From the rice and turpentine plantations, the runaways follow the Cape Fear to Wilmington. From tobacco and cotton plantations in the Piedmont, they journey down the Neuse and Trent to New Bern. The Tar River takes them to Washington, the Roanoke to Plymouth. Each port city is a doorway to a new world, albeit a dangerous one.
Any sailor or ship’s master can betray the runaways to earn the bounty. Any port inspector can discover them. Examiners sometimes fumigate the ships’ holds just to drive out stowaways by burning pitch or brimstone between decks — the same method they use to drive out rats.
If captured, runaways are turned over to the slave patrols to be whipped and sent back into bondage.
So they must have enough money for both bribes and passage, and the passage may cost many times what a white passenger would pay. Some wait for months for their chance; others, years. A 34-year-old carpenter named Henry Gorham hides out in the forest for 11 months before he can arrange safe passage. Another, Ben Dickenson, bides his time for three years. Harriet Jacobs tucks herself away in an attic in Edenton for a full seven years before being taken aboard a schooner bound for Philadelphia.
This rainy September night, Gould and his companions row hard and are swept downriver past the moored blockade-runners; past the magisterial sprawl of Orton Plantation and the mouth of Town Creek, where Bellamy’s 10,000-acre plantation, Grovely, lies; past the artillery post on Sugar Loaf Bluff and Anderson’s Battery; past the guns of Fort Anderson and Fort Johnston on the opposite shore; past the sweeping bend at Smithville, Fort Fisher on Confederate point looming to the left, Fort Caswell, an old Federal masonry fortress, on the right.
It takes all night to make the passage. Now it is past sunrise.
Out beyond Smith Island, the open sea beckons. Gould and the other men hoist the sail and scud along in the fresh morning breeze. Before long, they are spied by lookouts on the U.S.S. Cambridge, one of the blockading Union squadron, which records the event in the log: “Saw a sail S.W.S. and signaled same to other vessels. Stood for strange sail and at 10:30 picked up a boat with eight contrabands from Wilmington, N.C.”
Contraband: the new word for an escaped slave.
Union Gen. Benjamin F. Butler coined the term “Contraband of War,” meaning they are assets to the enemy, so capturing them deprives the enemy of one more resource with which to wage war. Outside the Confederacy, the Fugitive Slave Law no longer applies. The future of black slaves is very much at issue in this war.
Indeed, almost at the very hour that seamen are taking Gould and his companions aboard the Cambridge, President Abraham Lincoln summons his cabinet to brief them on a speech that will restate the Union war aims. He calls it the “Emancipation Proclamation.” It will declare that “all persons held as slaves within any State or designated part of a State, the people whereof shall then be in rebellion against the United States, shall be then, thenceforward, and forever free.”
Gould is not finished with his adventure. He enlists in the Union Navy and now, as a serving hand on the Cambridge and later on the Niagara, will chase blockade-runners, sinking them or running them aground.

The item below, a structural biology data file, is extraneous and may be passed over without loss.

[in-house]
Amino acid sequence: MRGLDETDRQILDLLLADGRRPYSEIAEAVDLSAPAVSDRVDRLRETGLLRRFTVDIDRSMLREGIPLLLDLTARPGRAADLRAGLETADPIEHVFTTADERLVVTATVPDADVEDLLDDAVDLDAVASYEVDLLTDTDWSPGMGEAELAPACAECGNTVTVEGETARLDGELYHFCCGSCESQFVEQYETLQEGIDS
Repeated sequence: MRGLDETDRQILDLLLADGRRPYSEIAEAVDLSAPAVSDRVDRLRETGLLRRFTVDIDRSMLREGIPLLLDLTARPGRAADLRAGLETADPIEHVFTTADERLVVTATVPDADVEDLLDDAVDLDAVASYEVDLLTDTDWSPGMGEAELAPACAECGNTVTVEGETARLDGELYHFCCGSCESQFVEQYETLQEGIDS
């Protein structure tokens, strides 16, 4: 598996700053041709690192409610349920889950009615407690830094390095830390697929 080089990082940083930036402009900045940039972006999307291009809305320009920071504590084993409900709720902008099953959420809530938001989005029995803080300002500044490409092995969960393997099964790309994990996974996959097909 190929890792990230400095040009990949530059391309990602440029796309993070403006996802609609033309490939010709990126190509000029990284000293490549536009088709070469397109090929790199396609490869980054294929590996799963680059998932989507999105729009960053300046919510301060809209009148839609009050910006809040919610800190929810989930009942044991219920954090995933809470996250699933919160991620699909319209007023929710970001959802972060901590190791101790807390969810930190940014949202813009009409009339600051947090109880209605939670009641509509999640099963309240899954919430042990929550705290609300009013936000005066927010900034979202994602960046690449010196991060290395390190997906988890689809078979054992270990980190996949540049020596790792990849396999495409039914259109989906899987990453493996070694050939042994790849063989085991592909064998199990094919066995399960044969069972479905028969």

Gould’s contingent is just the bellwether for a wave of blacks seizing the chaos of war to escape to freedom. In August, when yellow fever strikes Wilmington, affluent families flee, leaving their homes and businesses in the charge of trusted slaves. But many of those slaves take advantage of the opportunity and make their way to the river, thence to the sea, where they are welcomed onto the ships of the Union blockaders. The shoreline has become the new boundary between slave and free states.
Gould’s own U.S.S. Cambridge takes aboard a dozen contrabands from a small boat in October, a month before a freak snowstorm kills off the mosquitoes vectoring the Wilmington epidemic.
The proximity of the beach leads to a vexing security problem for the Confederates as they conscript hundreds of slaves to turn Fort Fisher from a few gun batteries into an impregnable fortress. It must successfully stand off the Yankee blockade and keep the port of Wilmington open to fuel Robert E. Lee’s army via the Wilmington & Weldon Railroad, one of the few north-south railroads in the state.
The Yankee ships patrol just offshore, which means that if a slave can swim or paddle a boat out far enough, one of the smaller picket boats can pick him up. And on several occasions, longboat crews brazenly land on the beach and pick up runaway slaves — many of whom then enlist in the fight.
Col. William Lamb, the young commander and architect of Fort Fisher, loses one of his own slaves in this manner, with momentous consequences. In May 1864, Charles Wesley slips out to the beach and is picked up by sailors from the U.S.S. Niphong. Having helped to build the fort, Wesley proceeds to brief the Yankees on its layout; its fluctuating garrison of 800-odd artillerymen, regular soldiers, and junior and senior reserves; and its armaments.
Though it will stand for eight more months, the fort is now undermined, its fate already decided. Thus an escaped slave is credited with helping engineer the downfall of the mighty fortress. In its simplicity and turnabout toward vengeance, the Wesley saga is almost biblical.
In all, 180,000 black men will fight in the war. Eighty-two African-American men from the Wilmington area run away and join the Union Army or Navy, and a dozen of them return to fight in the final battle of Fort Fisher. Of the 9,000 troops who storm the redoubts, nearly a third belong to what are called United States Colored Infantry regiments — most of them former slaves. They are held in reserve until the final assault before being allowed to prove their mettle.
One veteran of the 37th regiment of volunteers who was raised in Kinston marches into Wilmington in triumph and spies his mother standing on the sidewalk. Beaming, she remarks that he left a slave and returned a soldier and a free man.
A Union soldier records the jubilation of the black crowds thronging the sidewalks as the regiments parade past: “They all seemed to have an intuitive knowledge that their shackles were broken; that henceforth and forever, they were free.”
The author is indebted to the following sources: The Papers of Zebulon Baird Vance, Volume I: 1843-1862, edited by Frontis W. Johnston, and The Papers of Zebulon Baird Vance, Volume II: 1863, edited by Joe A. Mobley, both from The Division of Archives and History, North Carolina Department of Cultural Resources, 1963 and 1995; Legal Aspects of Conscription and Exemption in North Carolina 1861-1865 by Memory F. Mitchell, UNC Press, 1965; Zeb Vance, by Gordon B. McKinney, UNC Press, 2004; Silk Flags and Cold Steel by William R. Trotter, John F. Blair, 1988; and Zebulon B. Vance and “The Scattered Nation,” edited by Maurice A. Weinstein, The Wildacres Press, 1995.
Philip Gerard is the author of two historical novels set in North Carolina: Hatteras Light and Cape Fear Rising. He is chairman of the department of creative writing at the University of North Carolina at Wilmington, and his book, Creative Nonfiction: Researching and Crafting Stories of Real Life, is a standard in college classrooms across the country.